Public Transportation

I’ve been considering this a lot lately, as the time is drawing nearer for me to apply for a license. Should I learn to drive? My city does provide a fairly decent bus system and where the bus would fail, a taxi would work.



In cities where public transportation systems are very well advanced, there isn’t much need for cars or drivers licenses. In New York City and Singapore for instance, most residents are not licensed drivers.

Using public transport is beneficial in a whole lot of ways. First, it’s much better for the environment. If you know me, you know I care quite a bit about my carbon footprint and what I can do to reduce it. Instead of

Second, it frees up a little bit of time. Whether your commute is ten minutes or two hours, that is time you can spend finishing up some last minute homework or working ahead on schoolwork instead of focusing on keeping your car on the road. If you’re well used to the process, you might even be able to catch up on some sleep.

If you’re underage, using public transport gives you just a little bit of independence. Having to rely on friends or parents to drive you around can be annoying. You’re forced to abide by their schedule and can only do things when they’re free to transport you. With public transport, you have to deal with nobody but the transport schedule.

Finally, public transport can actually be cheaper than driving yourself. For frequent travelers, metro/bus cards are available. In my city, using the bus costs less than a dollar no matter where you’re going. If you choose to drive yourself, you’ll have to fork out money for drivers’ tests and license fees where applicable, fuel, car maintenance, etc. In the long run, it’ll probably end up much cheaper depending on where you live.

In cities where public transportation is not readily available, carpooling works as well. Instead of five people taking five separate cars, which is terrible for the earth, there are five people in one car. If more than one person in the carpooling group is licensed, you all can take turns driving. To pay for fuel, members if the group all contribute a certain sum of money.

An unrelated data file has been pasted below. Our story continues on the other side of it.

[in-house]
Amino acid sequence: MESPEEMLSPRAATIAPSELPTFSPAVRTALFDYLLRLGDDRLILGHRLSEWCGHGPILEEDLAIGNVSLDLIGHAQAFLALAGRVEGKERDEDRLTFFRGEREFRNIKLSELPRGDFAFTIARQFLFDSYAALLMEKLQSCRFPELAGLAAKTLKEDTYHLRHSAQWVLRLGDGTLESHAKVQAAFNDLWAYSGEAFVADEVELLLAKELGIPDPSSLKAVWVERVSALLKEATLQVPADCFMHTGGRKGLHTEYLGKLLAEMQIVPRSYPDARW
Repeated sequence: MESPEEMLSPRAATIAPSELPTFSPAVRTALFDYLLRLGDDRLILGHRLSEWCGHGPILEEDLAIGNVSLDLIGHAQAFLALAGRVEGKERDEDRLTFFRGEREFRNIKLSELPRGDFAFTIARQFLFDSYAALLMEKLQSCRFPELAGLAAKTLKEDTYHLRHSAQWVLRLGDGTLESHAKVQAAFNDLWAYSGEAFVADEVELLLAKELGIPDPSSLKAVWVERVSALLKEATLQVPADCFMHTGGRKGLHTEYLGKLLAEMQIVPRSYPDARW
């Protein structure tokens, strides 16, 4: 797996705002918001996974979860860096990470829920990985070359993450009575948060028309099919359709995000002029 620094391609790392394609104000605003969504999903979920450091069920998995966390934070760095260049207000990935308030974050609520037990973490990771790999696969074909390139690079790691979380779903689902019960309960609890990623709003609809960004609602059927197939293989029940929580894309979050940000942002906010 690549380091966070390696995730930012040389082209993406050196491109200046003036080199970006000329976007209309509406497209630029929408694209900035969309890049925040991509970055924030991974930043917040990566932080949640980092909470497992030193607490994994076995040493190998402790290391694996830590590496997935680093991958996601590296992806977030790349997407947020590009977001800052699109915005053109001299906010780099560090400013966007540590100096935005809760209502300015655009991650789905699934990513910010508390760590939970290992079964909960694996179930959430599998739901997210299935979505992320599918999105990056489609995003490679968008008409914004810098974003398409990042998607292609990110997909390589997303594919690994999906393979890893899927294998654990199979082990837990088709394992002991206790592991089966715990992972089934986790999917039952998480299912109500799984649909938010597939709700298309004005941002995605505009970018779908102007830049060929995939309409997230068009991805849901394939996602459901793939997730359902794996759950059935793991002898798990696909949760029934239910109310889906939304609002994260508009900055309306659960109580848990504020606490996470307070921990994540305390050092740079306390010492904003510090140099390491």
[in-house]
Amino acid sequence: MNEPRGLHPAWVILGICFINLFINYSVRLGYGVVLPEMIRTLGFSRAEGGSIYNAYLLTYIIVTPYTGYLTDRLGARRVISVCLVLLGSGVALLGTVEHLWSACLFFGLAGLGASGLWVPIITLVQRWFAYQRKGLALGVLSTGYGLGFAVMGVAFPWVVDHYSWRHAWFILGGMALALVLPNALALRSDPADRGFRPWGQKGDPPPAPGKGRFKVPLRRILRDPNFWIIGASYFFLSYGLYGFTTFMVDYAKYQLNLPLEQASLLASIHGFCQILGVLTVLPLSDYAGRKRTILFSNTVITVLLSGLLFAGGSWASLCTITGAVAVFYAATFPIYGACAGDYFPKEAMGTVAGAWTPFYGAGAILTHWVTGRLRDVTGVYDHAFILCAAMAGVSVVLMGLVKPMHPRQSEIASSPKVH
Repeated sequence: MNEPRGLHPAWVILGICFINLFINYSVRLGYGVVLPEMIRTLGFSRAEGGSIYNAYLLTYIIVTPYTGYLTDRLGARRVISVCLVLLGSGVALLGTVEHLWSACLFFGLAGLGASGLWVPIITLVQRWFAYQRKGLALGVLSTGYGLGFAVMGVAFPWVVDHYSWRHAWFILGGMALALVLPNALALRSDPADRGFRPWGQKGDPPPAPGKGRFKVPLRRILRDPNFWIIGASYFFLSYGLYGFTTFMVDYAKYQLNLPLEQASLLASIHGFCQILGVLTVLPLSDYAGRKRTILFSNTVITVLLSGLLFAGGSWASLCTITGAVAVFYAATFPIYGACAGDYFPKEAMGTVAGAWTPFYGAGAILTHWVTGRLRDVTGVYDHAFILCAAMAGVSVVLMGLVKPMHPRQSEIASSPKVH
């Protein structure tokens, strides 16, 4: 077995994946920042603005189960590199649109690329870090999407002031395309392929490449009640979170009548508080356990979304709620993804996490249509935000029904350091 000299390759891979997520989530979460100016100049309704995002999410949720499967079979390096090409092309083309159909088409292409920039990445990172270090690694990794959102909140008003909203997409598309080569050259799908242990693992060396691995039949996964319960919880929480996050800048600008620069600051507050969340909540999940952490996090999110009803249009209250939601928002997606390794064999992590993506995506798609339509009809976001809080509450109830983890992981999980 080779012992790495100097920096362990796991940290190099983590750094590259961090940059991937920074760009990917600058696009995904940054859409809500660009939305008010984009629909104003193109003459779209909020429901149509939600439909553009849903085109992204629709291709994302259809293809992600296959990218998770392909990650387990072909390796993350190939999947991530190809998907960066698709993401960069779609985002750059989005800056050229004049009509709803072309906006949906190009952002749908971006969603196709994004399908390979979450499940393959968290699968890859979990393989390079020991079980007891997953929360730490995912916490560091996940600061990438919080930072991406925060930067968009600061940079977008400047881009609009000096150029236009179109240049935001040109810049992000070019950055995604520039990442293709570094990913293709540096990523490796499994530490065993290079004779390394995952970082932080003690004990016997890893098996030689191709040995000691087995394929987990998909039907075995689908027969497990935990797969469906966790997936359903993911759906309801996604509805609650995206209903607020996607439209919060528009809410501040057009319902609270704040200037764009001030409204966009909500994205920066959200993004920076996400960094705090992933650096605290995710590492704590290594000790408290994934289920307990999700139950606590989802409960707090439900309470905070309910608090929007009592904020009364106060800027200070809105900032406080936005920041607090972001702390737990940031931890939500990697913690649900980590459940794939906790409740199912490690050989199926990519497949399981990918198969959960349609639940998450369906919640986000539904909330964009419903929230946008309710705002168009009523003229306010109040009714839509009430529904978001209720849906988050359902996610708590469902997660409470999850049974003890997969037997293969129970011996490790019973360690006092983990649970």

Learning to drive is definitely a skill one should have. It’s very useful, especially in an emergency or on the very rare occasion that public transport fails you. Whether or not you choose to use the skill, however, is completely dependent on you and the city in which you live.


Motivation and Mottos

In English class today, we were talking about our life mottos, sayings we live by that express our beliefs or ideals.

“No pain, no gain.”

“Life is what you make it.”

Mottos serve a lot of practical purposes in a person’s life. They can be a source of inspiration, help you keep sight of your goals, and increase your productivity, among others.


Listening to my classmates talk about their mottos prompted me to think about my own. I know what my beliefs are, I know the principles by which I live, but I don’t have a motto.

So, where does my motivation come from? What keeps me going? Does everyone need a motto to remind them of what they stand for or can some people do without?

Admittedly, I’m not entirely sure of the answers myself. I know that I keep my goals in mind at all times. When I’ve been studying for hours and my brain actually hurts from the effort, I think about my dream university and I keep going. I think about all the things I want to accomplish and it makes it easier for me to stay up all night studying material I have no interest in.

But, I have noticed it is quite easy for me to lose my motivation. Sometimes I’m so tired, so drained, that nothing can get me to work. Would having a motto, something to push me, help me then?